Vaccinations are crucial for providing our cats with the ability to live a long and healthy life. Our Fairhaven vets discuss why cat vaccinations are important and what the kitten vaccination schedule typically looks like.
What are the reasons why I should have my cat or kitten vaccinated?
To protect your kitten from contracting a number of serious Feline-specific diseases, it is essential to have your kitten vaccinated. After your kitten's first vaccinations it is equally important to follow up with regular booster shots throughout your cat's lifetime.
Booster shots 'boost' your cat's protection against a range of feline diseases, as the effectiveness of the initial vaccine wears off. Booster shots for different vaccines are given on varying schedules. Your vet will let you know when to bring your cat back their booster shots.
Kitten & Cat Vaccines
Vaccinations for cats fall into two basic types.
Core vaccinations are recommended for all cats. These vaccinations are considered vital for protecting your cat from the following common and serious feline conditions:
- Panleukopenia (feline distemper)
- Feline calicivirus (FCV)
- Feline herpesvirus type I (FHV, FHV-1)
Non-core vaccinations are suitable for some cats, based on their lifestyle. Your vet will advise you as to which non-core vaccines are recommended for your cat. Non-core vaccines include protection against:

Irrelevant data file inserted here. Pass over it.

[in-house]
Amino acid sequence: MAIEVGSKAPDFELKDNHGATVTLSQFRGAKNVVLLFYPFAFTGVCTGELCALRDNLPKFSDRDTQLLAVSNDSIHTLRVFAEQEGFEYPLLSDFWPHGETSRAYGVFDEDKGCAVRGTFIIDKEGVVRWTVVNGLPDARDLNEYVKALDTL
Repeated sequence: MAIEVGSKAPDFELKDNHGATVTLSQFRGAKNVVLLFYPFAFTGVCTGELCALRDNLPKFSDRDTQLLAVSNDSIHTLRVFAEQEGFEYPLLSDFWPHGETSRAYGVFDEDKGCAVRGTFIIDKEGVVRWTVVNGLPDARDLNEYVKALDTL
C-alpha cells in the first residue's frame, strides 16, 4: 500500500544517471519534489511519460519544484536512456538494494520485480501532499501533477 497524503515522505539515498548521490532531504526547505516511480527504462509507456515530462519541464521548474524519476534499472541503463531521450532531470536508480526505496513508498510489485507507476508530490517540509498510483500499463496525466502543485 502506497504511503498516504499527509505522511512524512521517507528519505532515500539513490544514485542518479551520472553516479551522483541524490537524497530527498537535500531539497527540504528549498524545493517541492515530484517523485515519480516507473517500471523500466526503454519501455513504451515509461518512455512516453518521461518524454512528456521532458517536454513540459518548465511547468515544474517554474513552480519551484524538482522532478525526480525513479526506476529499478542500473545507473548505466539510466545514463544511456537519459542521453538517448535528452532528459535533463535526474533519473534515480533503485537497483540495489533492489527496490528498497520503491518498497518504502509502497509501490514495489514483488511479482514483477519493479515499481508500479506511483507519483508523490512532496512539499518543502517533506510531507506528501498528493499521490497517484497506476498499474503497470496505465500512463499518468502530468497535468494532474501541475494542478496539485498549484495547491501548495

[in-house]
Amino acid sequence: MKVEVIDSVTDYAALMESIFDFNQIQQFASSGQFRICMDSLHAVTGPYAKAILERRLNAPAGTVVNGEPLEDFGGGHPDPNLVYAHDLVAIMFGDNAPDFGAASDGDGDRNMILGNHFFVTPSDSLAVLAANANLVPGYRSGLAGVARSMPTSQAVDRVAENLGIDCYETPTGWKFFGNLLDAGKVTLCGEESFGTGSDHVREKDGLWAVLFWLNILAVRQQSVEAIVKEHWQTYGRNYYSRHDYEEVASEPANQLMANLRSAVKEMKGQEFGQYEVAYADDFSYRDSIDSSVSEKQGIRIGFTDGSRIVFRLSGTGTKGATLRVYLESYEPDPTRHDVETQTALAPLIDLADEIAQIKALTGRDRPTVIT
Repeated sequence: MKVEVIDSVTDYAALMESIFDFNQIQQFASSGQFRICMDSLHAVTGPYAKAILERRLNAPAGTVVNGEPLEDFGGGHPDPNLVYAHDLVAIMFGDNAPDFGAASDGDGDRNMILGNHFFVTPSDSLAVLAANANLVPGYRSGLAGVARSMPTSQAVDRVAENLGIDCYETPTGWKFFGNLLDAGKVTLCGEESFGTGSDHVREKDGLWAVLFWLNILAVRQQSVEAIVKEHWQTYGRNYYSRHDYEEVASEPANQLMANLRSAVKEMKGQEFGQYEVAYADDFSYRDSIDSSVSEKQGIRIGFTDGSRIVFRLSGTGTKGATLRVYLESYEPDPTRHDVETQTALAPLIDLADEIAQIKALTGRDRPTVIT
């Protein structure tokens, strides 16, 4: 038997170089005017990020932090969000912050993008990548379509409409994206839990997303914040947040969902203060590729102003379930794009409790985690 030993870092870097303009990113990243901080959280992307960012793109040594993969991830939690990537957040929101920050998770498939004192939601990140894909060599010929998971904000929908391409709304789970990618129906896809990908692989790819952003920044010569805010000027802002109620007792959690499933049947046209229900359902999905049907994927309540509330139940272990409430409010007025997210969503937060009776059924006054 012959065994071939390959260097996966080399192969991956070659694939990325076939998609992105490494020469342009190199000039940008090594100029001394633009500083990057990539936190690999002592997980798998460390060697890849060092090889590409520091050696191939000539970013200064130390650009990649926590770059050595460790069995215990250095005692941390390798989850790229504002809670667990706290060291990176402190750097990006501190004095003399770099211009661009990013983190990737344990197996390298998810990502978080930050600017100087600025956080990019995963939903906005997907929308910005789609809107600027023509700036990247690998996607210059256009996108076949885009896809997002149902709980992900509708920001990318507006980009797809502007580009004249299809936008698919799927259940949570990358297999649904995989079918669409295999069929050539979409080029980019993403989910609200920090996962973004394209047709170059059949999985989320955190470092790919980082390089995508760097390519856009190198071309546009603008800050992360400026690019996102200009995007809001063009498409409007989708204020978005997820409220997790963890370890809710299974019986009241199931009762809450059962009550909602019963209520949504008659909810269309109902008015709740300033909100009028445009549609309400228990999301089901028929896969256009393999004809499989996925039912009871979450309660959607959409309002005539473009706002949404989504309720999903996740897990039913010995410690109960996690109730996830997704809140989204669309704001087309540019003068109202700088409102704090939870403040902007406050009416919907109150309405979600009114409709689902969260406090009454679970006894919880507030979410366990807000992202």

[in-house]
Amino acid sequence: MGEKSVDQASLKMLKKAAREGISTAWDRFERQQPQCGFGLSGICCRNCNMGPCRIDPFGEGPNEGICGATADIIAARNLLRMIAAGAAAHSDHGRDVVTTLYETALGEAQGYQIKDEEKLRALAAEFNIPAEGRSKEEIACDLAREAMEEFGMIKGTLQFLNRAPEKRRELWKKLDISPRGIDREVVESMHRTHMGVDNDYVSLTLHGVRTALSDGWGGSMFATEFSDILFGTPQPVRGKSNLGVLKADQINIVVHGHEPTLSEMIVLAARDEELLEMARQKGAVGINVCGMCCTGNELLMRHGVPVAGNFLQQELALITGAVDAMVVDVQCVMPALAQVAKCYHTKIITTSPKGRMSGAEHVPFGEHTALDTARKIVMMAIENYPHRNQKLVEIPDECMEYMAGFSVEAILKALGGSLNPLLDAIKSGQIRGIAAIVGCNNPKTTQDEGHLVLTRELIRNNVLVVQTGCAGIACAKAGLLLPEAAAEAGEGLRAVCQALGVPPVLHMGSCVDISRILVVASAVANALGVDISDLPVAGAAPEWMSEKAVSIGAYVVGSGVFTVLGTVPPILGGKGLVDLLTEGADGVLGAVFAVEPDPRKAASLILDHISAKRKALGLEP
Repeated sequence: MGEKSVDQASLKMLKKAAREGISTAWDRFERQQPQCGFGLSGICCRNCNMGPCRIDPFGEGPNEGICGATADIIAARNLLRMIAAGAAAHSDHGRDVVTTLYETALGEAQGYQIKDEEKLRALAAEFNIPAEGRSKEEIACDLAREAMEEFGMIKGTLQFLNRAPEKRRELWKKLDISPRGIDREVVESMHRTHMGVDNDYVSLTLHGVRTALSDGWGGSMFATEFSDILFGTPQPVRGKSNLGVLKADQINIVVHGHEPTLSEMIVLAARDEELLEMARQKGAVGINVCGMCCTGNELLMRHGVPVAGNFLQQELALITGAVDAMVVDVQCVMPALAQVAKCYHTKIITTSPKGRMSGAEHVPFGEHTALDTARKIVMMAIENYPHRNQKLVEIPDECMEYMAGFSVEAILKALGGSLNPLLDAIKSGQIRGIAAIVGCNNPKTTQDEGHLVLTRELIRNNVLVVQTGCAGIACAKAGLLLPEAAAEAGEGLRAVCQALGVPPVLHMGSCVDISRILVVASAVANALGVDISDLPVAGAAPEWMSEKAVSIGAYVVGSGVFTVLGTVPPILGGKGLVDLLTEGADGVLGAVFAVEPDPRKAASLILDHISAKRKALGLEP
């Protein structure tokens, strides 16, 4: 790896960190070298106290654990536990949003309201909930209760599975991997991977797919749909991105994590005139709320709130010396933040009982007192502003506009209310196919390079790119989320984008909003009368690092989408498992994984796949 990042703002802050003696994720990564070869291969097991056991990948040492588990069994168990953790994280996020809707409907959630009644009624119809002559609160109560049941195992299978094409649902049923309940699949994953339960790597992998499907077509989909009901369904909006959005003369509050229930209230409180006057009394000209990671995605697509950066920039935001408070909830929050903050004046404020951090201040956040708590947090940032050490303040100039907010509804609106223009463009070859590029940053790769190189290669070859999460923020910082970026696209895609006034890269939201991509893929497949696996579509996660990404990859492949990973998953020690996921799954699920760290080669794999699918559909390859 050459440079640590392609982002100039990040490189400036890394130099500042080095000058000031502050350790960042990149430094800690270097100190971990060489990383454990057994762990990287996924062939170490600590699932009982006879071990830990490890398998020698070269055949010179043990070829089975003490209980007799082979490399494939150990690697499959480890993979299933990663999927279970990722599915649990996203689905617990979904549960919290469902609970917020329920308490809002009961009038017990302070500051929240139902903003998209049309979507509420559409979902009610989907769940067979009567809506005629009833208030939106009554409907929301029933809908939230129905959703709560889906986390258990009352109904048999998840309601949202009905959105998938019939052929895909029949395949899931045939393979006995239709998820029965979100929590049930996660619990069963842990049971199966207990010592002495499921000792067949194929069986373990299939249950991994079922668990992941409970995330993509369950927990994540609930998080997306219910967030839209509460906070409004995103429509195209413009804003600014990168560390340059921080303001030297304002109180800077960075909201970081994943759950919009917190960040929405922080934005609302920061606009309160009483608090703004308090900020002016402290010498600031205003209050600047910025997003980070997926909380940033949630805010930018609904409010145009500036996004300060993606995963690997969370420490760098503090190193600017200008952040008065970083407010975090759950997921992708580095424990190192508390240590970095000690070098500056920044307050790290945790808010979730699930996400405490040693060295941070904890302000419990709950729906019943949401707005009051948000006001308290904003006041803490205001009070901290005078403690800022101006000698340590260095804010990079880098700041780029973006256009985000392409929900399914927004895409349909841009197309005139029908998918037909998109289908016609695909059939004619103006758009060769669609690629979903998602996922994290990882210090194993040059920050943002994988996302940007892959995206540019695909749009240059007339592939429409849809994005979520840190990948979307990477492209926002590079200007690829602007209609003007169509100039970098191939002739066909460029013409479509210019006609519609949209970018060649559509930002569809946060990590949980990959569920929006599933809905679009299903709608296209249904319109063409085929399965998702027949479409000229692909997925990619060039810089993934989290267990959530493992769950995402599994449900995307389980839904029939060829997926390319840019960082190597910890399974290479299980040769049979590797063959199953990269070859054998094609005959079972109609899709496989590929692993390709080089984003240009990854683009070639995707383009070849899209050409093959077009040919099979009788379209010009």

- Feline leukemia virus (FeLV)
- Chlamydophila felis
- Feline immunodeficiency virus (FIV)
When is best for my kitten to be vaccinated?
When your kitten is around 6 to 8 weeks of age you should call to schedule them for their first round of vaccinations. After that, your kitten should receive a series of vaccines at three or four-week intervals until they are about 16 weeks old.
When will my cat need their booster shots?
If you have an adult cat then they should receive their routine vaccines every 1 to 3 years. Your vet will advise you on when you bring your adult cat back for their booster shots.
Can I consider my cat protected after their first shots?
Your kitten is not fully vaccinated until they have received all of their injections, at about 12-16 weeks of age. Once they have received all of those initial vaccinations your kitten will be protected against the diseases covered by the vaccines.
If you want to allow your kitten outdoors before they have received all of their vaccines, it is a good idea to keep them confined to low-risk areas such as your own backyard.
Will my cat need vaccinations if they stay indoors?
While you may not see the point in having your cat fully vaccinated if they stay indoors all the time it is still very important. There is still the chance that they could get out or that a wild animal could get inside and still infect your cat with diseases. When you have your cat vaccinated your vet will provide you with a certificate of vaccination which you should store in a safe place.
The health and safety of your cat is important and the best way to protect your feline friend is by ensuring that they are fully vaccinated. Cats can be curious creatures. Our vets recommend that indoor cats receive all of the core vaccinations to protect against diseases they may be exposed to if they manage to escape the safety of home.